"Microsoft shall ensure that third-party software products can interoperate with Microsoft’s Relevant Software Products using the same Interoperability Information on an equal footing as other Microsoft Software Products."
An equal footing will require them to provide whatever-it-takes funding to Programs in Favour of Microsoft Genuine Advantage.
And this is an Alien Phorm of Novel Application for Equal Sure-Footed Support as a Reward, Each to the Other. :-) And only the first in a Bursting Catalogue of XXXXQuisite Delights...... in the Venus Mined Mind Field Section of Too Hot to Handle Weapons of Mass Seduction/Virtual TelePortation with Semantic Communications Technologies in the Field with NIRobotIQs. Presently AIdDynamically BetaTesting Remote Third Party Progresses for Program Engagement Atomic Currency Feed.
Banking Cogs are always the Slowest and Longest of the Capitalist Links to Forge and Grind their Way through Future Information, but they always Arrive in the End as a Charging White Knight and People Champion Sponsor.
Please learn to use grammar and spelling properly, in particular the appropriate use of capital letters. Your post is very hard to read.
OT for once
thees new permalink thingies are quite cool. Im starting an amanFromMars collections ASAP:
Where does it end?
So how long until Apple are asked to provide competitors with access to APIs it uses in its own software? Almost every piece of well-known Apple software (Quicktime, Safari, iTunes) on the Mac uses APIs that aren't available to third-party developers.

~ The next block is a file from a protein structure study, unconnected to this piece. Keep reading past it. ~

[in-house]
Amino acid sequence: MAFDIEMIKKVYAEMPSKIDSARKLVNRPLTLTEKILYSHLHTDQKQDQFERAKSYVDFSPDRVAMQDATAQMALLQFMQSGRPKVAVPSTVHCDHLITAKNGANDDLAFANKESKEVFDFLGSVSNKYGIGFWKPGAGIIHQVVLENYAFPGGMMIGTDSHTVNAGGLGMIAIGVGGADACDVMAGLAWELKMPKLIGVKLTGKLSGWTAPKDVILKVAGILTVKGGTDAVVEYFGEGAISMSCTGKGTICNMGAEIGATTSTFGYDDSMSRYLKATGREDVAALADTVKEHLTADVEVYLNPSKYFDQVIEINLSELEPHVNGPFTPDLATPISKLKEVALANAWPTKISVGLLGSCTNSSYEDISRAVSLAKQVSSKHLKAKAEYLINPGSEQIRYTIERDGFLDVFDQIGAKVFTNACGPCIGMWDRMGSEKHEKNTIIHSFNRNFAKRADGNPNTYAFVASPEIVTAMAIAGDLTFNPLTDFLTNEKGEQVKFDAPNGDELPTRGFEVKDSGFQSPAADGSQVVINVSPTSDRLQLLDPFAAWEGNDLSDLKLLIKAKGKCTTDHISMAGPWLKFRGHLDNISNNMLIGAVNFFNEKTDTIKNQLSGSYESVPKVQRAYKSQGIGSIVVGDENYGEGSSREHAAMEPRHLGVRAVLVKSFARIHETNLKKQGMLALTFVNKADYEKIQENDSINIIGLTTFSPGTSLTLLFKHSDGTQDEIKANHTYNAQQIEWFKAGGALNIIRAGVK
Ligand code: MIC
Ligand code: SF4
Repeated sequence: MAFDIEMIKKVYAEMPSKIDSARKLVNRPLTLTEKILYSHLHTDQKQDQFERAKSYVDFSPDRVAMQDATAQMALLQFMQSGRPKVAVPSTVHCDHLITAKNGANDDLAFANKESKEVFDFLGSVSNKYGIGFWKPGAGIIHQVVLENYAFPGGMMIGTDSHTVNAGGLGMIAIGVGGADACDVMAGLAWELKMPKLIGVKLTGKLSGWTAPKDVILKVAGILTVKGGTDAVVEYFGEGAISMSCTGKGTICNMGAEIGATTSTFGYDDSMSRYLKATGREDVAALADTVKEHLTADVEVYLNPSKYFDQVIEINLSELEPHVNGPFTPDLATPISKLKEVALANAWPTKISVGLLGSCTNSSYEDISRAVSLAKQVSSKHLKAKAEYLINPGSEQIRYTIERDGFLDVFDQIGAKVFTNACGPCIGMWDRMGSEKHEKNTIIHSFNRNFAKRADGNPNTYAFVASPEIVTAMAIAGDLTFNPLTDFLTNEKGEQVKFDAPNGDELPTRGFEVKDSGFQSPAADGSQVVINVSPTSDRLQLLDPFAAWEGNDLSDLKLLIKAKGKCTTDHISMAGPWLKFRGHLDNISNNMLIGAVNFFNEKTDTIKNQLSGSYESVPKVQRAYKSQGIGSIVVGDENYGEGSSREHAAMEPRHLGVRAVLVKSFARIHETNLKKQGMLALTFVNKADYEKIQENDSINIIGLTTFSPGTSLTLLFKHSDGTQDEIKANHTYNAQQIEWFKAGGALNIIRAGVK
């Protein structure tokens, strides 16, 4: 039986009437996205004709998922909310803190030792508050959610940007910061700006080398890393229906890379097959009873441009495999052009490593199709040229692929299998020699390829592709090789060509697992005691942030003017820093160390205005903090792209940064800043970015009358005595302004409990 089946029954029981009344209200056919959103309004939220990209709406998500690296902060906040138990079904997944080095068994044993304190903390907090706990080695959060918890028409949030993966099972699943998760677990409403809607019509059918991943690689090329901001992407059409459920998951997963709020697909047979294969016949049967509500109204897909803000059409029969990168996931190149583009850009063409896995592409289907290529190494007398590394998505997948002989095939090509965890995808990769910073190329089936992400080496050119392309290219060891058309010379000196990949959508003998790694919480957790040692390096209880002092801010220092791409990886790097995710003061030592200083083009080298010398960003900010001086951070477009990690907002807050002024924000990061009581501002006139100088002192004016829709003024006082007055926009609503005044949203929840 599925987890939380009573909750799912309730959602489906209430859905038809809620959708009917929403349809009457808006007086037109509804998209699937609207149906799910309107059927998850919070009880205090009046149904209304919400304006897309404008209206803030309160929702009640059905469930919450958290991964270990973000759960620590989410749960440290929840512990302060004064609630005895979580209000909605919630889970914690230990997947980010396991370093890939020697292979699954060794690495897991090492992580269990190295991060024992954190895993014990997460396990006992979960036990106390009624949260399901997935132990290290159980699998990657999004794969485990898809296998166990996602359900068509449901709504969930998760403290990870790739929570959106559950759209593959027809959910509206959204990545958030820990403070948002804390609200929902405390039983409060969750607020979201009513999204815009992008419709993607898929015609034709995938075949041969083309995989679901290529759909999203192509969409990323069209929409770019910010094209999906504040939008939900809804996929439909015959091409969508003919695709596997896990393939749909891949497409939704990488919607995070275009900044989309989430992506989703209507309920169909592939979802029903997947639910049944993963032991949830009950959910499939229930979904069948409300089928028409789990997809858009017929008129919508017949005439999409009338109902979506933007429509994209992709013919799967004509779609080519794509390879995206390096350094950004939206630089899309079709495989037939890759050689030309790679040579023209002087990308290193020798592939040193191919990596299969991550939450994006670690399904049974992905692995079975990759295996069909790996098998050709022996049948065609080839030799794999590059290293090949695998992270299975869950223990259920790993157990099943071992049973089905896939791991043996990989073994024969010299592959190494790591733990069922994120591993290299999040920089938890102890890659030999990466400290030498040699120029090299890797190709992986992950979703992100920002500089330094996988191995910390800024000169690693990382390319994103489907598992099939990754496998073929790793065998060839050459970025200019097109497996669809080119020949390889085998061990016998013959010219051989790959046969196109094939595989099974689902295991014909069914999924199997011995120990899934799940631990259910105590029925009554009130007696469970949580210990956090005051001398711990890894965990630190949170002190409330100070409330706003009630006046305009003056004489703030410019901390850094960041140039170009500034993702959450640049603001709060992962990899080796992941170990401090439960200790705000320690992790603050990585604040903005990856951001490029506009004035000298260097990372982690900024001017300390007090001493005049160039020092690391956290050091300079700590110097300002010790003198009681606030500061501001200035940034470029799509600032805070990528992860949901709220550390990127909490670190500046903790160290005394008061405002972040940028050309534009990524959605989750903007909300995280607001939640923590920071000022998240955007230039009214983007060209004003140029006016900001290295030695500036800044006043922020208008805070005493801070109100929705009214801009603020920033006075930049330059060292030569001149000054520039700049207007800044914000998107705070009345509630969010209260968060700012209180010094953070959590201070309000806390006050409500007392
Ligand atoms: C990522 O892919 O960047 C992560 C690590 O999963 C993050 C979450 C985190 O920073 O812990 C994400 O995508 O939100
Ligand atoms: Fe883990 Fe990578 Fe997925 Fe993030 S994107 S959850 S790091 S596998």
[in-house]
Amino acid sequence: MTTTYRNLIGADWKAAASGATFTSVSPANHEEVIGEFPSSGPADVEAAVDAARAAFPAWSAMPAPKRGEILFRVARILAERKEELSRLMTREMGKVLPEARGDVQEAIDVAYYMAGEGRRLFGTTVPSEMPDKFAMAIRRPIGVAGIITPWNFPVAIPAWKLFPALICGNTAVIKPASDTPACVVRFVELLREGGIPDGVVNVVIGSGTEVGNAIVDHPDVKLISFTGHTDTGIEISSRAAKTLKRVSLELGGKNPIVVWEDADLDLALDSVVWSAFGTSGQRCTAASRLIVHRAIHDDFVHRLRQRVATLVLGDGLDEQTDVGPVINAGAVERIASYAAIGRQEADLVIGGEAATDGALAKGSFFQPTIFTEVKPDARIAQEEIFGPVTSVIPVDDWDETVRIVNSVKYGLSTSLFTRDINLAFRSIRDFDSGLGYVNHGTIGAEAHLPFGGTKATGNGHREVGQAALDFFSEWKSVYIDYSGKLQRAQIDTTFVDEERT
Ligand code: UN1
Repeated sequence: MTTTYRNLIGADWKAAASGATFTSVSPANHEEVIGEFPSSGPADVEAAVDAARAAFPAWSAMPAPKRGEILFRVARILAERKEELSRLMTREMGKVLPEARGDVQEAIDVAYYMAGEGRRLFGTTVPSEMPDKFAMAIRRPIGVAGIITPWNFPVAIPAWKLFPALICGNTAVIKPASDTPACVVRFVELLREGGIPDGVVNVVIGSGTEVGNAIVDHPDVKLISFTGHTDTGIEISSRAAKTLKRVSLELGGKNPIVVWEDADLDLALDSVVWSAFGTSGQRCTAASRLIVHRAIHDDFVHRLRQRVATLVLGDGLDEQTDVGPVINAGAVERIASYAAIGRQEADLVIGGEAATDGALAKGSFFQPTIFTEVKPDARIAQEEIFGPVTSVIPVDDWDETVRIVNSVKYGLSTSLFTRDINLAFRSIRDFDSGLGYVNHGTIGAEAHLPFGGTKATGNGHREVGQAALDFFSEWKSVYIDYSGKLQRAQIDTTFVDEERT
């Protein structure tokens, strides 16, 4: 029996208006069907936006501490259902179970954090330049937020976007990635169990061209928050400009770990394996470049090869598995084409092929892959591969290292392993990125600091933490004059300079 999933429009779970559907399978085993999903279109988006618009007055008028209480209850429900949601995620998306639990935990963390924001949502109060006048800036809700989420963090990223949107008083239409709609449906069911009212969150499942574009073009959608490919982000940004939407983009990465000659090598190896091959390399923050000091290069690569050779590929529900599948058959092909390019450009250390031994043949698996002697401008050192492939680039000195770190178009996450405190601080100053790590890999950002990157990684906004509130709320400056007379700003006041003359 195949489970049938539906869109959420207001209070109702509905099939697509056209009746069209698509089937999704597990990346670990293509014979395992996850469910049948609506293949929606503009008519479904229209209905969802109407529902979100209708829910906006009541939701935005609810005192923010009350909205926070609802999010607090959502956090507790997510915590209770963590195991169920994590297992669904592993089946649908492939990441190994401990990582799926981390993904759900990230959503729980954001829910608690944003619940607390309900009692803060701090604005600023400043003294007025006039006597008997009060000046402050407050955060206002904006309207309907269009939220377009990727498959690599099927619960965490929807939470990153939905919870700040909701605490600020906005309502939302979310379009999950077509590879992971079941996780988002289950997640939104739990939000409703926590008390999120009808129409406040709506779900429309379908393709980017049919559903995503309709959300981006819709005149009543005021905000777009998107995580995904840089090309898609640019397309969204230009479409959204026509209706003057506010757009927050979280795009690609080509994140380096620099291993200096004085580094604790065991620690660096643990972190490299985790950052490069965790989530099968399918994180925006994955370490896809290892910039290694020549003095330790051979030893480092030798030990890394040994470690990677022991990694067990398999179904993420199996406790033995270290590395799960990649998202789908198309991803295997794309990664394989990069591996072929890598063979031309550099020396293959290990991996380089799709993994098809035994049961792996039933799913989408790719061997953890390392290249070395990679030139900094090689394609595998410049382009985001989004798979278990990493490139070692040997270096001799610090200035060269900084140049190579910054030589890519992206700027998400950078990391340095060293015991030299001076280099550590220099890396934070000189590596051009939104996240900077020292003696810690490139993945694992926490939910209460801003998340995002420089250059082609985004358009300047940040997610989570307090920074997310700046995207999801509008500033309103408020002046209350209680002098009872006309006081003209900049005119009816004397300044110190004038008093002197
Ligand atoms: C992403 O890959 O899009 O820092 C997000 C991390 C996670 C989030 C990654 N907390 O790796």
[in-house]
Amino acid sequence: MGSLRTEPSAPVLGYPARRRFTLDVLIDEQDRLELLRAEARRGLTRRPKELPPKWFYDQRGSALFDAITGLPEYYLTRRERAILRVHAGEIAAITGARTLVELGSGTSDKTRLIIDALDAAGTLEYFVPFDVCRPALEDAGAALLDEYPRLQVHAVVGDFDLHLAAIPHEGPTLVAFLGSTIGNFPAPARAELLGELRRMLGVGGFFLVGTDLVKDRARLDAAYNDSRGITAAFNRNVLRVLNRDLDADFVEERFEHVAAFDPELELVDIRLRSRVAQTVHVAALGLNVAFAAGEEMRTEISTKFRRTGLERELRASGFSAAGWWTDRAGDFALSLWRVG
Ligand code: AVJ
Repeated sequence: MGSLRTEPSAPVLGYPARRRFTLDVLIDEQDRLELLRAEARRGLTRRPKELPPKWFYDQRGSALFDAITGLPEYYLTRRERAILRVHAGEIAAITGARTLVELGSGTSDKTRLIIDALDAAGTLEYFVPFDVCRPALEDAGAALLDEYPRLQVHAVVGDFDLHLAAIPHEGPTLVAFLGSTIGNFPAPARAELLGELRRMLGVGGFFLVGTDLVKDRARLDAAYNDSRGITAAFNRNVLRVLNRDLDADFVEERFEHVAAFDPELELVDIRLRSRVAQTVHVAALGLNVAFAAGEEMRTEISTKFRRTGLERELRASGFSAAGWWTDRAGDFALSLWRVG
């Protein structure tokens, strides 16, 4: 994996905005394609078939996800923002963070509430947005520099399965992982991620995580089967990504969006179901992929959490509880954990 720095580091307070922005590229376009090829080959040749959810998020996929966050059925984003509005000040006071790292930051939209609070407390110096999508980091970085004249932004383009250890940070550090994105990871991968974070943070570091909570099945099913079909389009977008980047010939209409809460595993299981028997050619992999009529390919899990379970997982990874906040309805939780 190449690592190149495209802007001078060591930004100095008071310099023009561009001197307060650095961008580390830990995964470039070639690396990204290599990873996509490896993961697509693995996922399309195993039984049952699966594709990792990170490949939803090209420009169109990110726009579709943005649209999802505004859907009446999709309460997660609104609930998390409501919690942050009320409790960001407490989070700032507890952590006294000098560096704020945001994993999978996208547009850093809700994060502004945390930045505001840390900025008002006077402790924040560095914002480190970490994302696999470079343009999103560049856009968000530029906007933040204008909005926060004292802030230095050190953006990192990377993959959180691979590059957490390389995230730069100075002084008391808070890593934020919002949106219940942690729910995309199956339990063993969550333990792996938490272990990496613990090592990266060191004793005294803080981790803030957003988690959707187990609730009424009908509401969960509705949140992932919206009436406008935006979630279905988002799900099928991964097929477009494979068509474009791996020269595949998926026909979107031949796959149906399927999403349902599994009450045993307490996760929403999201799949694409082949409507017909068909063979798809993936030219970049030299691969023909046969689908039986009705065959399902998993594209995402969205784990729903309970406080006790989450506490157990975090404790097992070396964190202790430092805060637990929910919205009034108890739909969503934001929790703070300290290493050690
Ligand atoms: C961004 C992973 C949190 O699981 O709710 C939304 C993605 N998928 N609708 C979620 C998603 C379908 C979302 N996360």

I could use mobile phone manufacturers as another example, but the point I'm getting at is that OS developers have a set of private system APIs and a set of publicly available libraries providing APIs for third-party developers. The premise is that third-party developers use the safe, secure public APIs for their development, knowing full-well that doing so will yield reliable results. If they want to reverse-engineer the operating system and find there are methods they can use which might be more efficient then they're welcome to try, but don't go crying to the OS maker when those methods yield unexpected results or are retired/withdrawn further on in a product's life cycle.
I have to say that for many years (since at least the mid 90s when I started using Visual Studio) the MSDN library distribution supplied with Visual Studio has been leaps and bounds ahead of competitors in terms of the comprehension and examples provided. It didn't matter if I was making some simple application that processed and analysed data or if I was authoring a multimedia title using C++, I have rarely found fault with Microsoft's documentation of supported APIs.
Basically this new 'agreement' (if you can call it that when being bent over a barrel and forced to drop your trousers) paves the way for competitors to demand full documentation of the Windows operating system, covering many aspects of it that were never meant to be used by third parties in order to safeguard the operating environment. Next thing we know there'll be some dodgy antivirus developer who will demand that Microsoft provide full documentation for features that really shouldn't be tampered with.
Re: Test Man
I suggest you take some time and try to read them. Ignore the spelling. Those posts are hard, but if you get between the lines they are actually very witty and insightful. Not always though, but mostly ;)